One of the first things you probably want to do once you have graduated from the basics of baking and cake decorating is to make a tiered cake! But, if you're new to cake decorating... it may not be entirely obvious that you can't just plop one cake on top of another (well without disastrous results!). Mosey on over to Cake Wrecks (on any day but Sunday) and you are sure to see what happens when a cake is not properly supported!
Methods for Stacking and Support
you can skip to the bottom of this post to see a
video demonstration of the system I use
There are many different ways to stack and support your cakes. The cheapest, most readily available and one of the most common methods is the dowel method. I used this method when I first started, before I knew there were other ways... It DOES work, when done properly, but transportation always seemed a bit perilous!
All you do it insert wooden dowels (Wilton sells them), into your cake, mark and cut them to the height of your cake, and then place the upper tier (that is on a cake board) on top of the dowels. Don't get me wrong, this technique is widely used in cake decorating, and used successfully... However, you can run in to a few problems... and when people speak of cake disasters, very often this is the support system they used.
First of all... an integral piece of the support puzzle is to make sure your cakes are level... it's not just aesthetics, if your cake isn't level, it is extremely likely to slide, lean or collapse (unless you are intentionally making an unlevel cake- ie Topsy Turvy, in which case you'll need a bit more careful structuring...). When cutting your dowels, it is very easy to cut them just a bit off, resulting in an uneven, unlevel and unstable cake. Next, what if you don't insert the dowels exactly perpendicular? You're dowels can go in skewed or even slip under the weight of the cake it's supporting... You end up with an uneven and unstable cake... What if your cake boards get soft from the butter or oil or whatever moistness is in your cake or buttercream? The dowels don't have a rigid surface to support and/or rest on!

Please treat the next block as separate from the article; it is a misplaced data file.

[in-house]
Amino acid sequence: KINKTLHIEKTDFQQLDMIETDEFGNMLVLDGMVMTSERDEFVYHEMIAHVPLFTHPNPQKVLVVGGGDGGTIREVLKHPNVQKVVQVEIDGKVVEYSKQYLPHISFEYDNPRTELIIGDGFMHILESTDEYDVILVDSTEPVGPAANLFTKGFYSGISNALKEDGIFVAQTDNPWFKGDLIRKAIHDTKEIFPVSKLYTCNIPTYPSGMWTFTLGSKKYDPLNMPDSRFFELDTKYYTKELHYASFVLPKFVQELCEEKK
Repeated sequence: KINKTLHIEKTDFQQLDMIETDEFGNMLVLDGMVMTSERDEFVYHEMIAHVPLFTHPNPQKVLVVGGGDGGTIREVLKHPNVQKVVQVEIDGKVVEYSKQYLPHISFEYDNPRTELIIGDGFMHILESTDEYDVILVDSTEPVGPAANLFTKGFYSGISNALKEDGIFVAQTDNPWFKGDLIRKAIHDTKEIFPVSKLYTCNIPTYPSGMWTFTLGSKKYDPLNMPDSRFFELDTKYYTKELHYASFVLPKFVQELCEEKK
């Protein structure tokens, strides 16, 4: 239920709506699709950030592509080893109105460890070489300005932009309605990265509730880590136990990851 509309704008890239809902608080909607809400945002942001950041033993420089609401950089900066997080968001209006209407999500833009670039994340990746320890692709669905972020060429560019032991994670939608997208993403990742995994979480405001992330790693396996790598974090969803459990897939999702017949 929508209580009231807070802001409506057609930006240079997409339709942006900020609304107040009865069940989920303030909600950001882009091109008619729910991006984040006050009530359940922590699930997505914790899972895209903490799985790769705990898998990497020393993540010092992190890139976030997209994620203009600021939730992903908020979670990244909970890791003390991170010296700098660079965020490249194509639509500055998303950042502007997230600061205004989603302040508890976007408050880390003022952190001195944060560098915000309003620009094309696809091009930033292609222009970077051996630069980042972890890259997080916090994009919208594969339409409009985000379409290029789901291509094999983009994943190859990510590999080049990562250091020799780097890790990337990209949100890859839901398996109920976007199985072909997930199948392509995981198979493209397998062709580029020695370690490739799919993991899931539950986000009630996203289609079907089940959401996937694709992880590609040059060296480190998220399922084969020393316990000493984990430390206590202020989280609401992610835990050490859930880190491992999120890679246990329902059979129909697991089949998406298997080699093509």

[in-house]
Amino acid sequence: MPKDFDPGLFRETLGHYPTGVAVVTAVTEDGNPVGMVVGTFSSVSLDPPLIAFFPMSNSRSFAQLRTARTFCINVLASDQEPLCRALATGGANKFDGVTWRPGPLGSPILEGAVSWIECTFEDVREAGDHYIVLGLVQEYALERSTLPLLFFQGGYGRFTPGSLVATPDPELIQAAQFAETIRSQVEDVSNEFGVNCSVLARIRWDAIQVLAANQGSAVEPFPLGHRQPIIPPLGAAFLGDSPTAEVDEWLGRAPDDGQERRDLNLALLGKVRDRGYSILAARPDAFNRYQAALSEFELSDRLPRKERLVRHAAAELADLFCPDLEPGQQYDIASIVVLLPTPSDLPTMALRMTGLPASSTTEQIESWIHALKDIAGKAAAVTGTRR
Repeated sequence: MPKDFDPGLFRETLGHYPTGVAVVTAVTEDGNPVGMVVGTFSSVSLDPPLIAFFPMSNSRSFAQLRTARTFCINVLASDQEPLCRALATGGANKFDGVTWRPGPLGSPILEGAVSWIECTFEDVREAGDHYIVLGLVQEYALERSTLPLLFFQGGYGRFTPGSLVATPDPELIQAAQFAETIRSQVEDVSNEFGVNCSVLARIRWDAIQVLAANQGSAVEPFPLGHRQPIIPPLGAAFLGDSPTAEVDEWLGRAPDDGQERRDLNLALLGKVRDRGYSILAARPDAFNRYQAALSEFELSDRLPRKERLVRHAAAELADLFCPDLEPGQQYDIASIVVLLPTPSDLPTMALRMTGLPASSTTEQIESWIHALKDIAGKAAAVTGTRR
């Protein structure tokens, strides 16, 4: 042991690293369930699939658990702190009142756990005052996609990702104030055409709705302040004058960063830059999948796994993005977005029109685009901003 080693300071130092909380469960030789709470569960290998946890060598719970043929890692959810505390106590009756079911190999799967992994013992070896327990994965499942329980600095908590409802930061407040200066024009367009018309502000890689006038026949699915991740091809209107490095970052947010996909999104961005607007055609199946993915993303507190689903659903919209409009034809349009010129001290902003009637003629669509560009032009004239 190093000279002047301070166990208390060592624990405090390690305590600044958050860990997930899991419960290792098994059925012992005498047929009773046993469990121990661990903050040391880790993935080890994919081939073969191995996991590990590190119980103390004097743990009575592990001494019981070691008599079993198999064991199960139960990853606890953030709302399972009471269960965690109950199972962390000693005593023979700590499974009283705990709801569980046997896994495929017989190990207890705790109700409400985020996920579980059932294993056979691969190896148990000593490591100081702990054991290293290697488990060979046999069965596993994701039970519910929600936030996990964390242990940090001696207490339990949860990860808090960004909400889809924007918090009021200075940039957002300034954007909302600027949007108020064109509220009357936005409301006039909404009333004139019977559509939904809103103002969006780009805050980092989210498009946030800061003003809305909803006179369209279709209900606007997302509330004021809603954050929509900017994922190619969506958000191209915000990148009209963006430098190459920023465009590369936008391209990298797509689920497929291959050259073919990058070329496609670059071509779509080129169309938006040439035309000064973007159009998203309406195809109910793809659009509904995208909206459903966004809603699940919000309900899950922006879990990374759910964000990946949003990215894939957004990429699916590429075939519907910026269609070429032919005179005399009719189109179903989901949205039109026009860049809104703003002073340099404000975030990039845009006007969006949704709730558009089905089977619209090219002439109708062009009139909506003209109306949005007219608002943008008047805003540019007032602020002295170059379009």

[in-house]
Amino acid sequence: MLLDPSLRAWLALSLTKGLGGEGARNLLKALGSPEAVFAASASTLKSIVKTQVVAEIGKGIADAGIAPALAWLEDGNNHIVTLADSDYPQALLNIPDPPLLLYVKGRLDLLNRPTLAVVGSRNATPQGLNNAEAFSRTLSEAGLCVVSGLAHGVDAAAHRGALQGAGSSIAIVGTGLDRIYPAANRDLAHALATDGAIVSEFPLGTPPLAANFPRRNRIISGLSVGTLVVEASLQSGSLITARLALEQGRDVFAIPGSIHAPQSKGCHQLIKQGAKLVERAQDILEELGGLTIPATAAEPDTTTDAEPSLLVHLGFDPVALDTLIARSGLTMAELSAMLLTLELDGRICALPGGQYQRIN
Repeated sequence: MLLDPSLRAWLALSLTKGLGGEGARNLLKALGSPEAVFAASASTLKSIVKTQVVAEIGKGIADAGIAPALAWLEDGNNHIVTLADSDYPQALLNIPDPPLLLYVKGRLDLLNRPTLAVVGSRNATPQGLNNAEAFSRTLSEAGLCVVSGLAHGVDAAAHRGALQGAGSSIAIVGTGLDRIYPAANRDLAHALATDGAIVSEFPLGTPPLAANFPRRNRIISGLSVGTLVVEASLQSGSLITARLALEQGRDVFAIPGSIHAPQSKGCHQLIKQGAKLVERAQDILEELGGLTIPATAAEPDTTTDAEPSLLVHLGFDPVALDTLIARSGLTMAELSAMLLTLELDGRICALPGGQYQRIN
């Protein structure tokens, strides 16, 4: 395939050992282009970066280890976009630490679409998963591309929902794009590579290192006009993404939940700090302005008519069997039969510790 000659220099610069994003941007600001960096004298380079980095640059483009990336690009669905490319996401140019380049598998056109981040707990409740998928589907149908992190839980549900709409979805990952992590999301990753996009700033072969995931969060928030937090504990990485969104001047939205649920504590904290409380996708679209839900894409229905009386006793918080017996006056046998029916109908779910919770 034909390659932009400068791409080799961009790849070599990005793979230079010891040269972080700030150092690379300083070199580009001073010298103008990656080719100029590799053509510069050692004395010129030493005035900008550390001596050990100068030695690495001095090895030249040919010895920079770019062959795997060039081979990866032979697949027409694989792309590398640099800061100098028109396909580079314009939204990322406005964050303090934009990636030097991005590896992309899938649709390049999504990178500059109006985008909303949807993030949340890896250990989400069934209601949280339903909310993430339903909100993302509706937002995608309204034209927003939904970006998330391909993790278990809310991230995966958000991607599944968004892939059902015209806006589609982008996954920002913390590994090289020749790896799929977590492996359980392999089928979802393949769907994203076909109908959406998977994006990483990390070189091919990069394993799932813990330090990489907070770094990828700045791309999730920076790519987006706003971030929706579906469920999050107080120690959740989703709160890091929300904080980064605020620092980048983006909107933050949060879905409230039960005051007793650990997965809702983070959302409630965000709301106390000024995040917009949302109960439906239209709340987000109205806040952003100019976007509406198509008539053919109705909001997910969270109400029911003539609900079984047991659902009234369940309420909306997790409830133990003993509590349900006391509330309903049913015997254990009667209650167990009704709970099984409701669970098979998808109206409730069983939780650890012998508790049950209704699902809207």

Now, yes, these are the extreme case "disaster" scenarios... but they DO happen. Cake Central has a dedicated "Cake Disaster" forum, filled with stories of cake collapse... and many (granted, not all) start with "I used dowels." Now, if this is what you have, go for it! Just be careful to cut your dowels evenly, and take care to make sure your cakes are level. A slight variation to this method, that many swear by, is to use Bubble Tea straws (you can buy them online or at Asian markets). I have not used the straws, so I can't comment about how sturdy they are, but I think a lot of the problems that could arise from the dowels would apply here as well.
2. Metal Cake Plate/Rod System
If you are looking for a more secure and reliable method for stacking and supporting your cakes you will probably run across metal systems, such as Cake Stackers, in your research. Now, I have not used this system, but I have been "Wowed" by the video of a woman holding a 5 tier stacked cake completely horizontally! In my opinion, this system looks great! However, it is an investment... the pieces are intended to be used over and over... so they can cost a pretty penny. Then, you have to "rent" out your set when someone orders a cake (and if you're busy with cakes then you'll need a few sets) and worry about getting everything back, undamaged and in a timely manner. And, if you are just a hobby baker this system might be cost prohibitive. For the Cake Stackers, smallest tiered set (10-8-6 rounds) you're looking at about $100 (on sale!). If you are inclined to invest in this system, I say go for it! If cost wasn't an issue an issue I would!
3. SPS (Single Plate Separators) System by Bakery Crafts
SPS is the system I use... SPS is a system of plastic plates and pillars/columns. I like it for many reasons. It is extremely sturdy. The columns lock into "feet" on the bottom of the plastic plates, they aren't going to shift under the weight of the cake above. The columns are thick plastic and won't splinter or crack! The plates have a little plastic peg on them, you poke it into the cake board of the tier resting on it and in combination with royal icing "glue" the tier isn't going to shift around! The pieces are cheap enough, that you can consider this a disposable system. No hassle trying to get your pieces back, worrying about deposits, rental fees, and the possibility that your investment has been damaged or lost. However, the plates and pillars are sturdy and durable, if you wish to re-use them you certainly can!
Here is the video demonstration I put together of how to stack a cake with the SPS system. I was just stacking a small 2-tier cake in the video, but I've used it on a large 4 tier cake, with no worries!
(I apologize for the lack of narration! My audio got messed up and the microphone on my new computer is terrible! I had to explain the steps with captions)
The SPS pieces come in a variety of colors and size (and shapes for the plates). I just use the White Round plates and the 4" White Grecian Columns. I prefer to build my cakes to exactly 4" tall and not have to worry about having to cut the thick plastic. However, the columns come in 9" lengths that are scored for easier cutting... or you can get extenders if you need to add a few inches to the 4" pillars.
You can find SPS almost any online cake supply store... as well as some of your local cake supply shops. My local shop does not carry SPS, so I order from Global Sugar Art online.
I hope you've found this post helpful!
Happy Caking :)